IN RE: Alexandra HAYEVSKY.

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Supreme Court, Appellate Division, Second Department, New York.

IN RE: Alexandra HAYEVSKY. Anna Boychuk, et al., Appellants; Jonathan A. Weinstein, et al., Respondents.

Decided: February 18, 2003

FRED T. SANTUCCI, J.P., GABRIEL M. KRAUSMAN, STEPHEN G. CRANE and WILLIAM F. MASTRO, JJ. Halperin Law, PLLC, New York, N.Y. (Jerome R. Halperin, appellant pro se, and Guy S. Halperin of counsel), for appellants.

In a turnover proceeding pursuant to Mental Hygiene Law § 81.44, (1) Anna Boychuk and Vera Korsun appeal from so much of an order of the Supreme Court, Queens County (Taylor, J.), entered October 1, 2001, as, after a hearing, directed them to deliver all proceeds of a certain bank account to the petitioner Fran Peterson, and (2) Anna Boychuk, Vera Korsun, and their attorneys Jerome R. Halperin and The Halperin Law Firm, LLP, appeal, as limited by their brief, from so much of an order of the same court, dated December 5, 2001, as granted the Court Examiner's motion to modify the order entered October 1, 2001, to the extent of awarding the Court Examiner legal fees in addition to those awarded in the order entered October 1, 2001, and directing the entry of judgment in favor of the Guardian and the Court Examiner and against them, and from a judgment of the same court, entered December 7, 2001, which is in favor of the Guardian and against them in the principal sum of $9,000 and in favor of the Court Examiner and against them in the principal sum of $7,500.

ORDERED that the appeal from the order dated December 5, 2001, is dismissed, without costs or disbursements;  and it is further,

ORDERED that the order entered October 1, 2001, is affirmed insofar as appealed from, without costs or disbursements;  and it is further,

ORDERED that the judgment is reversed, on the law, without costs or disbursements, the motion is denied, and the order dated December 5, 2001, is modified accordingly.

 The appeal from the order dated December 5, 2001, must be dismissed because the right of direct appeal therefrom terminated with the entry of judgment in the proceeding (see Matter of Aho, 39 N.Y.2d 241, 248, 383 N.Y.S.2d 285, 347 N.E.2d 647).   The issues raised on appeal from that order are brought up for review and have been considered on the appeal from the judgment (see CPLR 5501[a][1] ).

 Contrary to the appellants' contention, the Supreme Court correctly determined that the Guardian effectively rebutted the presumption of joint tenancy (see Banking Law § 675), by evidence showing that the depositor established the account for convenience without the intention of conferring a present beneficial interest on the other joint tenant (see Matter of Matsis, 274 A.D.2d 431, 711 N.Y.S.2d 764;  Matter of Van Bogelen, 204 A.D.2d 650, 614 N.Y.S.2d 228;  Matter of Friedman, 104 A.D.2d 366, 367, 478 N.Y.S.2d 695, affd. 64 N.Y.2d 743, 485 N.Y.S.2d 987, 475 N.E.2d 454).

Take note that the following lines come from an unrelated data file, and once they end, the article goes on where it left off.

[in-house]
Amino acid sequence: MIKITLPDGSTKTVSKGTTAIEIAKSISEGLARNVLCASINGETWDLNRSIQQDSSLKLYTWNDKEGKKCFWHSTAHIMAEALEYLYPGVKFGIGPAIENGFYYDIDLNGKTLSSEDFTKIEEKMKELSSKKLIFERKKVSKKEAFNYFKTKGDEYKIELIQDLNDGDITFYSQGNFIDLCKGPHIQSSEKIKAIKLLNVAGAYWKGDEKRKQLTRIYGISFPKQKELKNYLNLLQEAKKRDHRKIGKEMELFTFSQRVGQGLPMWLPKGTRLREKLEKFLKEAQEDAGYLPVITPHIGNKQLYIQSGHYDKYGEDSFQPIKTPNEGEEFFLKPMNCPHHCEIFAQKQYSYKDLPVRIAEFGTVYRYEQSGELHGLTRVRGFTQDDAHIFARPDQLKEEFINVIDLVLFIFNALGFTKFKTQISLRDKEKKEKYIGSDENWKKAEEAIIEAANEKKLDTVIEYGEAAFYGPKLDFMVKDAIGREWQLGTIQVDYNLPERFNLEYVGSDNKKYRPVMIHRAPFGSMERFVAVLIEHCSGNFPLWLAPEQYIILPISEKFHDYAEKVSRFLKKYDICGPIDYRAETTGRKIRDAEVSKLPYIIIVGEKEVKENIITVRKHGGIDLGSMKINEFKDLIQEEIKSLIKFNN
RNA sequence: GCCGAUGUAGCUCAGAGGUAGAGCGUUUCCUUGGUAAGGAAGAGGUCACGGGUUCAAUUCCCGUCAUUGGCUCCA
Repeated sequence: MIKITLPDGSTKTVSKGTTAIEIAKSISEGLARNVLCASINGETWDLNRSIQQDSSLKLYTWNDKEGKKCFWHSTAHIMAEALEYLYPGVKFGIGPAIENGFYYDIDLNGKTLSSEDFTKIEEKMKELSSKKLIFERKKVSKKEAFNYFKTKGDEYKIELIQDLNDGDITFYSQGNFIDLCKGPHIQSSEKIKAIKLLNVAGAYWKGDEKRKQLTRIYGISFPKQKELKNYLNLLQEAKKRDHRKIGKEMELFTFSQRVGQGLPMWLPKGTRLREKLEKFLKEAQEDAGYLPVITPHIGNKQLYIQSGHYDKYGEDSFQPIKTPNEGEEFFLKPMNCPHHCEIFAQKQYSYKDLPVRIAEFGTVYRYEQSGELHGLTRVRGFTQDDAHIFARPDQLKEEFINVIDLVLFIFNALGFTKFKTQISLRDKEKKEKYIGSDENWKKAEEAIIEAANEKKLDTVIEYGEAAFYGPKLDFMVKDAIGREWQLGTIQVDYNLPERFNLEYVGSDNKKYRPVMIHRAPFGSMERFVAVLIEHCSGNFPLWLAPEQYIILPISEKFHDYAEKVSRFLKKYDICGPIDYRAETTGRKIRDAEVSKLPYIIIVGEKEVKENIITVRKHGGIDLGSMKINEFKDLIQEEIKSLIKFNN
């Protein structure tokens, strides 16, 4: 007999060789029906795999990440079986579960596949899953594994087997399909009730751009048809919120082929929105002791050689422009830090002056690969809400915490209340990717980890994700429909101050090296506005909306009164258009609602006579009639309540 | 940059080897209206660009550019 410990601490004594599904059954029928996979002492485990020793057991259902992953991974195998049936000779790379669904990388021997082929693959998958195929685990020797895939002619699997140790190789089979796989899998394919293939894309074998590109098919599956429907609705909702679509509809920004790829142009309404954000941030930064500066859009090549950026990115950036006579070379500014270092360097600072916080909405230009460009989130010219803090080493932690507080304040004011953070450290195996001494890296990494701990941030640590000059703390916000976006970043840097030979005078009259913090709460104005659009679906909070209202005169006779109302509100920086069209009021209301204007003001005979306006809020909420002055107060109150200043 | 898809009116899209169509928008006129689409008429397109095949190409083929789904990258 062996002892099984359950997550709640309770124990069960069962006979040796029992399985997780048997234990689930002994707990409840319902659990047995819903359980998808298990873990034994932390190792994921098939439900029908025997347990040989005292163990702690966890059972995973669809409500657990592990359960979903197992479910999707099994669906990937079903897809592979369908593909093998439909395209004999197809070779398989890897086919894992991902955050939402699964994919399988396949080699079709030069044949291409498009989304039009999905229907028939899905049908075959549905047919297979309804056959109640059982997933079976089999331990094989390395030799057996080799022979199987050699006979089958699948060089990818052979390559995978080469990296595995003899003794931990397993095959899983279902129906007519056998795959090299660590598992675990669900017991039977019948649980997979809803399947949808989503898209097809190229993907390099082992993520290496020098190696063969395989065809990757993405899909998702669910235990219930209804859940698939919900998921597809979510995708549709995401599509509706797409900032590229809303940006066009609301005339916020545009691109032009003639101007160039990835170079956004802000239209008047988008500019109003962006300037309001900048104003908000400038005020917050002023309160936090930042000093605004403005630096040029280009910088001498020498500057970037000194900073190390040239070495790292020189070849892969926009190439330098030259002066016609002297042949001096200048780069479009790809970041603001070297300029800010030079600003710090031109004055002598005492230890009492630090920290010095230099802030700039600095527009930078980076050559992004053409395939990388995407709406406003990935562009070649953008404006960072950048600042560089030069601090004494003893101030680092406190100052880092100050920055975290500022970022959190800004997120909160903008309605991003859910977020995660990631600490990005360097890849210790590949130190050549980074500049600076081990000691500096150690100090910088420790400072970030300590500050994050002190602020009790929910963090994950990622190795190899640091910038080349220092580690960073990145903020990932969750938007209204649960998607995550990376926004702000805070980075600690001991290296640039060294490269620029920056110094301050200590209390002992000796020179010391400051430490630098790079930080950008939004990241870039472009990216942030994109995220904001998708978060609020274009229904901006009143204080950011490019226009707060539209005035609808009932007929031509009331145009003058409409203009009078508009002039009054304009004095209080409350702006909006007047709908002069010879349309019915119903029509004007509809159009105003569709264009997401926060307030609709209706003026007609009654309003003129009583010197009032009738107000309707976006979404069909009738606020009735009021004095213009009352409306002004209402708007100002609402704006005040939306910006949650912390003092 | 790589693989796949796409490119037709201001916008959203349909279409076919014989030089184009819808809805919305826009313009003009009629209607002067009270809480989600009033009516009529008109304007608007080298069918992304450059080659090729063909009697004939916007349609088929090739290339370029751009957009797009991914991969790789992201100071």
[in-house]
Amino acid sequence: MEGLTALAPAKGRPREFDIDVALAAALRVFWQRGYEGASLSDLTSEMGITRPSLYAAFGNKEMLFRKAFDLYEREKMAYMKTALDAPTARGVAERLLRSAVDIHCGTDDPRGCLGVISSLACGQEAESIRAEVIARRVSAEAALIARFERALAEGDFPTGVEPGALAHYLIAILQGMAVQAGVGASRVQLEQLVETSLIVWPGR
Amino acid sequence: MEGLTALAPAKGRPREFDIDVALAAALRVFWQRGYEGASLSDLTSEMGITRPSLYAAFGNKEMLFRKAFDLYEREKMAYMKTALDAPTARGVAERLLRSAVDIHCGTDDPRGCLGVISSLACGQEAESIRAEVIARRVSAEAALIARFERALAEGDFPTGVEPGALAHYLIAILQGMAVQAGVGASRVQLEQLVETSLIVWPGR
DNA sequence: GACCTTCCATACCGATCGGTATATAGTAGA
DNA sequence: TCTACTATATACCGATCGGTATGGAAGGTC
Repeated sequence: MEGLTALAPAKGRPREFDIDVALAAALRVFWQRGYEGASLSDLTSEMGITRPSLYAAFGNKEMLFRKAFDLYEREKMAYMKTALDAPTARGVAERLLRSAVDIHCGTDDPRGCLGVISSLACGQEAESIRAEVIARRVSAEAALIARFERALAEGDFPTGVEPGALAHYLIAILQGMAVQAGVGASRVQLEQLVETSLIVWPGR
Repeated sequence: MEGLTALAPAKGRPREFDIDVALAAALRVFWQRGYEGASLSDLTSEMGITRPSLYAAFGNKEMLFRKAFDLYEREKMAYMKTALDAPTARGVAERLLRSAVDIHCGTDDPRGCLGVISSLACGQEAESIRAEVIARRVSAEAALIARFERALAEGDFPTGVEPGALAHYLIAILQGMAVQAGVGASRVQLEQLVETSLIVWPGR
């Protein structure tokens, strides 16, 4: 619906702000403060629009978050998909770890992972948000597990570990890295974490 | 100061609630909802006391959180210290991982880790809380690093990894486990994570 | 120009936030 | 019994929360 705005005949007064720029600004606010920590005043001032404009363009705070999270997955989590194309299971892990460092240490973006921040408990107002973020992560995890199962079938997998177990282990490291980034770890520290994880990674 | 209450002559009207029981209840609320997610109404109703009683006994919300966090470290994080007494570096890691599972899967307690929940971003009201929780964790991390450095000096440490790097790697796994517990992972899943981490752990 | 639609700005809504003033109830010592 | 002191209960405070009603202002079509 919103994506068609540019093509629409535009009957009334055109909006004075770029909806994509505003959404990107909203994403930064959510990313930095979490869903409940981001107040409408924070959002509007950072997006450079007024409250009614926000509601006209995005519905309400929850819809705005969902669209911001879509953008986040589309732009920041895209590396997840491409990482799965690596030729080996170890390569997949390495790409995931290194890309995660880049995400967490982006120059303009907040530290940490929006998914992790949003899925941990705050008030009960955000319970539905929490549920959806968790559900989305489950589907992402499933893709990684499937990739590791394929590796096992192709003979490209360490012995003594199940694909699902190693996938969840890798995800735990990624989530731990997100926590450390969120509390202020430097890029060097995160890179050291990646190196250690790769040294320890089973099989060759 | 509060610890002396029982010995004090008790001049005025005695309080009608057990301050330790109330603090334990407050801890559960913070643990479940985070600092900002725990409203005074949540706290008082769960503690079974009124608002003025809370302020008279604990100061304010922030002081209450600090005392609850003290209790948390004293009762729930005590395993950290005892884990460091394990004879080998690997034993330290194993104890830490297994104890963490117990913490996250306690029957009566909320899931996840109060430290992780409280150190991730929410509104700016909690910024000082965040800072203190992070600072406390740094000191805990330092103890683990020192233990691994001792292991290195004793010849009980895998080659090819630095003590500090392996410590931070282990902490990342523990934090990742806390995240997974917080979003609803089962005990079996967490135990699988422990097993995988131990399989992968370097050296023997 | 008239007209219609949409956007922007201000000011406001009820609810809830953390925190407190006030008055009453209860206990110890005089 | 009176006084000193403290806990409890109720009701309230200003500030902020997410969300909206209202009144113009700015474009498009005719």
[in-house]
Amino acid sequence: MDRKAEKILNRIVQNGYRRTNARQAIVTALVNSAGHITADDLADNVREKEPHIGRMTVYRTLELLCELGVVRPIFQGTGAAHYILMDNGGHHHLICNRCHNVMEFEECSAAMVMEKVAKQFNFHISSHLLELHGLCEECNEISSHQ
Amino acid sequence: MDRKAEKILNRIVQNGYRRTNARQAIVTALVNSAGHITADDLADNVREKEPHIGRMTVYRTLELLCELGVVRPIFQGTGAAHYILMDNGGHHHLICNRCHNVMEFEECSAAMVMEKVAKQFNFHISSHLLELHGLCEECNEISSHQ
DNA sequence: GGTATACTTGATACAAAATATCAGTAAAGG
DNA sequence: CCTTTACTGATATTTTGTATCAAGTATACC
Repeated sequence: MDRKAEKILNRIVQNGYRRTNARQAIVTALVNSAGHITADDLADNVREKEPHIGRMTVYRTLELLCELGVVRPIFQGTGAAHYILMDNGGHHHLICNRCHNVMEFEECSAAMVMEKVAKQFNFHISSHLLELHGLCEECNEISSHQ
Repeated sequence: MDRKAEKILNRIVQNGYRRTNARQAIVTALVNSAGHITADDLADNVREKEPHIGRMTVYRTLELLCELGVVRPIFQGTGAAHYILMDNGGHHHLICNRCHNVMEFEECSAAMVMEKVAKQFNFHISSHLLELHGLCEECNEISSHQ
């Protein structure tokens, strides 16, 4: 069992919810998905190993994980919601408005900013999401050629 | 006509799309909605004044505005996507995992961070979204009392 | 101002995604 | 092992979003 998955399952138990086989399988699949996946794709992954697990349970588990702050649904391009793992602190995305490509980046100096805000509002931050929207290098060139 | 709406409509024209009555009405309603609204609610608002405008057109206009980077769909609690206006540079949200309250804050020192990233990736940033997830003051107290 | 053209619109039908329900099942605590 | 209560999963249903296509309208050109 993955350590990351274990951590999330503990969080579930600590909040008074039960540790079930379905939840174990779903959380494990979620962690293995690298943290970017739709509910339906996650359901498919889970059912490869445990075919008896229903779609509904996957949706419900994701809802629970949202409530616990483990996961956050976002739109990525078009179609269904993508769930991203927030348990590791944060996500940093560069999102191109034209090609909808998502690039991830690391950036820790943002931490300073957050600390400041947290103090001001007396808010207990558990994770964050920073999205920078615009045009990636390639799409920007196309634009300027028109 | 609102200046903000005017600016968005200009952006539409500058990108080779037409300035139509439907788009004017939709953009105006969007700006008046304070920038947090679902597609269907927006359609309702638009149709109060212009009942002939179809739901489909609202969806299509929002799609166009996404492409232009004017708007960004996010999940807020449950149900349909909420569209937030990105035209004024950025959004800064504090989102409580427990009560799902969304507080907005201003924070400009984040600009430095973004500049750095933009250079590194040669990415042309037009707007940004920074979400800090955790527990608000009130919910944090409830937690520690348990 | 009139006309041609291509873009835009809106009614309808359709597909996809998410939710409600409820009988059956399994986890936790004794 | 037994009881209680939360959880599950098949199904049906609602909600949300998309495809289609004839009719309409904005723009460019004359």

The Supreme Court should not have considered the letter dated May 25, 2001, from the attorney for Vera Korsun offering to settle the Guardian's claim, as proof of the respondents' liability or an admission of any fact contained therein (see CPLR 4547).   However, the admission of this letter into evidence was harmless error because numerous other factors adduced at the hearing, apart from the settlement offer, supported the Supreme Court's determination (see Matter of New York State Dept. of Correctional Servs. v. State Div. of Human Rights, 284 A.D.2d 536, 537, 727 N.Y.S.2d 328).

 The Supreme Court had no basis for requiring the appellants to pay the legal fees of the Guardian or the Court Examiner.   Attorneys' fees are incidents of litigation, and a prevailing party may not collect them from the losing party unless an award is authorized by statute, court rule, or agreement between the parties (see Hooper Assocs. v. AGS Computers, 74 N.Y.2d 487, 491, 549 N.Y.S.2d 365, 548 N.E.2d 903;  Matter of A.G. Ship Maintenance Corp. v. Lezak, 69 N.Y.2d 1, 5, 511 N.Y.S.2d 216, 503 N.E.2d 681;  Mighty Midgets v. Centennial Ins. Co., 47 N.Y.2d 12, 21-22, 416 N.Y.S.2d 559, 389 N.E.2d 1080).   Under the Mental Hygiene Law, a guardian has the power to commence a separate proceeding to discover withheld property at the conclusion of which the court may award costs not exceeding $50 and disbursements (see Mental Hygiene Law § 81.44).   Here, there is no claim of frivolous conduct as defined in 22 NYCRR § 130-1.2 warranting the imposition of a sanction upon the appellants.

In light of our determination, we do not reach the appellants' remaining contentions.

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